Rep. Tulsi Gabbard, an Iraq War veteran, issued a scathing assessment Tuesday of President Obama's refusal to utter the words "Islamic extremism" in reference to recent terror attacks, saying the omission is a threat to the safety of the nation.
Homeland & Cybersecurity
The latest coverage of the Department of Homeland Security and cyber threats around the globe.
By Jessica Chasmar - The Washington Times
White House deputy press secretary Eric Schultz argued during Wednesday's briefing that the United States can negotiate prisoner swaps with Taliban members, because the Taliban is not considered a terrorist group. Published January 28, 2015
By Jacqueline Klimas - The Washington Times
Ash Carter, President Obama's pick to be the new defense secretary, has told senators he doesn't see any way to close down the prison at Guantanamo Bay over the next two years, putting a major dent in Mr. Obama's hopes to shut it down before he leaves office. Published January 28, 2015
Jordan's governing authorities agreed Wednesday to release a convicted terrorist in exchange for the Islamic State's freeing of an air force pilot who has been held captive in Syria for a month.
JetBlue pulled one of its flights after discovering a tweeted message that bluntly warned: "Guys, flight 321 and 334 have explosives on board," USA Today reported.
The Transportation Security Administration is quietly proposing to outsource to private companies its PreCheck program, which allows enrolled members to skip past security lines at airports — a move some analysts warn may have serious privacy and security implications.
Taylor Swift's Twitter and Instagram accounts were reportedly hacked Tuesday afternoon by a group that might be affiliate with Islamic State terrorists, but were quickly recovered within 15 minutes of the hack.
A day after a small drone breached the White House security perimeter, President Obama said Tuesday that he wants federal guidelines to protect people from drone attacks and invasions of privacy.
A device — possibly a drone — was discovered and recovered on the White House grounds, though spokesman Josh Earnest says not to worry: There's no threat.
The Transportation Security Agency went too far by trying to keep information away from the public, a top federal watchdog said.
The crash of a drone into the White House lawn Monday morning shows the need for improved policy and education about the use of the devices, experts said.
Border Patrol agents' labor union announced their opposition Friday to the House GOP's new border security bill, calling it "window dressing" that doesn't add any new agents or updated their firepower to get the job done in sealing off the U.S.-Mexico border.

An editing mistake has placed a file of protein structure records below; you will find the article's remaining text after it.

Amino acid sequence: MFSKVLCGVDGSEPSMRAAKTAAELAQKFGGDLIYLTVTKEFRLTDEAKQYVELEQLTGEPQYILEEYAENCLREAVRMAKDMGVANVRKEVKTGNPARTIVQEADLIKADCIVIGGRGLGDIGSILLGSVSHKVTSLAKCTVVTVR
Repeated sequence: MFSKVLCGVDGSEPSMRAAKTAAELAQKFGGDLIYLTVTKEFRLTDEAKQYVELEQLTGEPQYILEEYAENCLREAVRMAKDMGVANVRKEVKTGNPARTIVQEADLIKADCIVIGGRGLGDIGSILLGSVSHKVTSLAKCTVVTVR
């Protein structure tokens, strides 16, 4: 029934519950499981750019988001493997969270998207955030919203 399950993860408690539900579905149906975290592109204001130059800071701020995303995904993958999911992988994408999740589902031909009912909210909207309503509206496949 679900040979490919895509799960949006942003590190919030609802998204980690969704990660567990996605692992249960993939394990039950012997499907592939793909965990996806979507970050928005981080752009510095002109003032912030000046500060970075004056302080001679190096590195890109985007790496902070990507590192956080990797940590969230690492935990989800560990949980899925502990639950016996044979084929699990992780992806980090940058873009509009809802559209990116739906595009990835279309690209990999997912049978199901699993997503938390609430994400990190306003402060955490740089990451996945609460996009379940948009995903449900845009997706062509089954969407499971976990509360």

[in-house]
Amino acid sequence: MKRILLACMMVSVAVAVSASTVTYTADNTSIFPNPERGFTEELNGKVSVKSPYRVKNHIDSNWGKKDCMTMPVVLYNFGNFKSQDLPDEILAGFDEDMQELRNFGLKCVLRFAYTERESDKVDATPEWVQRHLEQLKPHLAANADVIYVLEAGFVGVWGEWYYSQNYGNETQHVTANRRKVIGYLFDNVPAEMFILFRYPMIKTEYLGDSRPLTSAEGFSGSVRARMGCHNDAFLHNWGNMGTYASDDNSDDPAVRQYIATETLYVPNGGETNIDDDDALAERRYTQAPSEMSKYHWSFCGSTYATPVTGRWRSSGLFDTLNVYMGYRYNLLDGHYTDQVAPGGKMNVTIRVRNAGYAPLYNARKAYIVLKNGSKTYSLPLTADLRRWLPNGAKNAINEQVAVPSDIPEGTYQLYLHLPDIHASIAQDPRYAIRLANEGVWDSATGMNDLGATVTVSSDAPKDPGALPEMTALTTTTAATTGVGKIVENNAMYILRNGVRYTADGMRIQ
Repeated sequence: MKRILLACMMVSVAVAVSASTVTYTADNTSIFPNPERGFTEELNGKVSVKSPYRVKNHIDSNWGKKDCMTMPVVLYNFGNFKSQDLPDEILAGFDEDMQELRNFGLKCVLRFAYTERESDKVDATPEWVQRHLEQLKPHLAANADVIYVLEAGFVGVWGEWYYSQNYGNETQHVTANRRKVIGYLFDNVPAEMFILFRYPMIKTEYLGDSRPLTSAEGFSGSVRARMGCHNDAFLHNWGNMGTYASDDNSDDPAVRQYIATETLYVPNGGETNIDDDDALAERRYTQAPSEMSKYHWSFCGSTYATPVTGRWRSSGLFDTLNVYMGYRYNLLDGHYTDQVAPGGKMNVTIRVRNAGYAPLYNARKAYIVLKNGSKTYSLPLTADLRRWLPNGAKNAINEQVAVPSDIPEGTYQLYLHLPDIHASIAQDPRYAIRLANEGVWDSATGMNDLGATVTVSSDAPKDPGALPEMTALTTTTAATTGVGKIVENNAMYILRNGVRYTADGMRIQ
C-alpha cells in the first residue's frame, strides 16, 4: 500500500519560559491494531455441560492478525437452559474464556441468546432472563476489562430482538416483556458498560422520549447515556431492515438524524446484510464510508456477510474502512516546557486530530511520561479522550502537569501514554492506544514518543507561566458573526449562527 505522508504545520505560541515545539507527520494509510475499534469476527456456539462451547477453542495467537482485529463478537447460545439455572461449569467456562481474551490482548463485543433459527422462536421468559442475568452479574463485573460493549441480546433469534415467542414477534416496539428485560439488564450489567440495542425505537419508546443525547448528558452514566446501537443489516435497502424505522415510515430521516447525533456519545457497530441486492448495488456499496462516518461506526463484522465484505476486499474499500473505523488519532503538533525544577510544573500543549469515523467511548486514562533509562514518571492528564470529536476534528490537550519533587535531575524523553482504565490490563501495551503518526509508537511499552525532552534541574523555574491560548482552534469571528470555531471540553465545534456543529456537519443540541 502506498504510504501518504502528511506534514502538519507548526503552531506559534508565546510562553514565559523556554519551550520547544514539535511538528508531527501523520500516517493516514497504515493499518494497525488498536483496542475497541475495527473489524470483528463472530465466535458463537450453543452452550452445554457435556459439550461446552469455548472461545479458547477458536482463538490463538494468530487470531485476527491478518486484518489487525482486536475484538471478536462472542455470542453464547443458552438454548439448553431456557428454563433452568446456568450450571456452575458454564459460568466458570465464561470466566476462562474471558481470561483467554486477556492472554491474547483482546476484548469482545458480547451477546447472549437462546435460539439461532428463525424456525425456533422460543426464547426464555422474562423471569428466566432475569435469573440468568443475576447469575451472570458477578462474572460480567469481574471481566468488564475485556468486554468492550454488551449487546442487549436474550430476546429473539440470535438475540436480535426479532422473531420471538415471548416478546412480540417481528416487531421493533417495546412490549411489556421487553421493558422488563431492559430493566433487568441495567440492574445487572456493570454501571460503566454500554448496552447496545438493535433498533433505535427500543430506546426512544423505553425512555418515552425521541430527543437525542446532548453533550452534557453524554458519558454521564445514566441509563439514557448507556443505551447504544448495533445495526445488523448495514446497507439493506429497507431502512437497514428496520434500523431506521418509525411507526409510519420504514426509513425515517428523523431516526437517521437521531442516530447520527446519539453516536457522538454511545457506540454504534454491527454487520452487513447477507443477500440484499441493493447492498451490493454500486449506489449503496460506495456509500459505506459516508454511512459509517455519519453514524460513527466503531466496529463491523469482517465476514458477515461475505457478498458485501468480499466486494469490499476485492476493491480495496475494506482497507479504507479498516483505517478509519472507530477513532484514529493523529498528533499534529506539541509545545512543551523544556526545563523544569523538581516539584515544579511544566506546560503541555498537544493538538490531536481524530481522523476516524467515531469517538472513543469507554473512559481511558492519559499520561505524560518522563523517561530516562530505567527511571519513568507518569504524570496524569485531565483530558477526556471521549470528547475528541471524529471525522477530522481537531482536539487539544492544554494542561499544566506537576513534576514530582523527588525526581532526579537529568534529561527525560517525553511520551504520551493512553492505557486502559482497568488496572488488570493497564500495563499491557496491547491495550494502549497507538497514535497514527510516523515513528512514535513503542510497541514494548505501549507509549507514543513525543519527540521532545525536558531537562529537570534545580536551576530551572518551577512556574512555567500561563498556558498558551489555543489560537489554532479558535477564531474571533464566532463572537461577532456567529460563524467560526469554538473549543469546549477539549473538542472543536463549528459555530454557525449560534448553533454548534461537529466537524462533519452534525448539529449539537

Protective computer passwords have some competition. Researchers at the Georgia Institute of Technology have developed a novel intelligent computer keyboard that not only cleans itself - but can identify users by the pattern and style of their fingertips and keystrokes. The "human-machine interfacing" device, reported in the American Chemical Society's academic journal "Nano," could provide a foolproof way to prevent unauthorized users from gaining direct access to computers.
The TSA has a number of security problems at John F. Kennedy airport in New York, but it declared many of the details classified to try to hide the embarrassing information from the public, the agency's internal auditor charged in a report released Friday.
The Internet will be more effective than economic sanctions or the U.S. military in toppling North Korea's totalitarian regime, President Obama said Thursday.
Federal employees shouldn't be fired for blowing the whistle on something that could threaten public safety, the Supreme Court ruled Wednesday.
A U.S. Border Patrol agent in Texas got into a shootout with a suspected drug smuggler along the border with Mexico on Wednesday.
The Evan Bayh report's bottom line: The unnamed CIA officers acted reasonably when trying to confirm their suspicions that the Feinstein cadre took documents that the CIA had designated as privileged, a designation the White House counsel backed up.
President Obama's proposals on fixing the nation's lagging cybersecurity infrastructure were met with widespread support from industry experts and even some Republicans Tuesday, though civil liberties advocates warned it could lead to a dangerous invasion of privacy.
Recent Opinion Columns
These people who traveled to Syria to join and support an army of psychopathic mass murderers, will simply be "tracked" once they get back on our soil.
"We are in a dangerous place in the world, perhaps more dangerous than in the past 10 years."
Intelligence has once again been front and center in the news this past week, and that's hardly ever good news for the intelligence community.
When President Obama attributed the rise in Iraq of the Islamic State, or ISIS, to the failures of the U.S. intelligence community earlier this week, naming and blaming directly National Intelligence Director James R. Clapper, he was attempting to deflect criticism of his own incompetence.